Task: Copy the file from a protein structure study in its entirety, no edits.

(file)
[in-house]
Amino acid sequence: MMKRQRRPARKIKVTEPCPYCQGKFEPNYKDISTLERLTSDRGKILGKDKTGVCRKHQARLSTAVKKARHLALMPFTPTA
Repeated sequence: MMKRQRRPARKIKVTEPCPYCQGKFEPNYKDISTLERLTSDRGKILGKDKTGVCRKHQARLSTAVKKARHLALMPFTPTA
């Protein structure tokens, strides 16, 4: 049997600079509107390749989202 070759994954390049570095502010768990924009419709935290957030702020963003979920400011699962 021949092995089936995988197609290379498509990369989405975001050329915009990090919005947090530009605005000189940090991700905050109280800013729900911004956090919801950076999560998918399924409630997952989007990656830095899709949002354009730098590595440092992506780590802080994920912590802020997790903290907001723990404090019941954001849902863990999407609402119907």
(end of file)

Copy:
[in-house]
Amino acid sequence: MMKRQRRPARKIKVTEPCPYCQGKFEPNYKDISTLERLTSDRGKILGKDKTGVCRKHQARLSTAVKKARHLALMPFTPTA
Repeated sequence: MMKRQRRPARKIKVTEPCPYCQGKFEPNYKDISTLERLTSDRGKILGKDKTGVCRKHQARLSTAVKKARHLALMPFTPTA
């Protein structure tokens, strides 16, 4: 049997600079509107390749989202 070759994954390049570095502010768990924009419709935290957030702020963003979920400011699962 021949092995089936995988197609290379498509990369989405975001050329915009990090919005947090530009605005000189940090991700905050109280800013729900911004956090919801950076999560998918399924409630997952989007990656830095899709949002354009730098590595440092992506780590802080994920912590802020997790903290907001723990404090019941954001849902863990999407609402119907």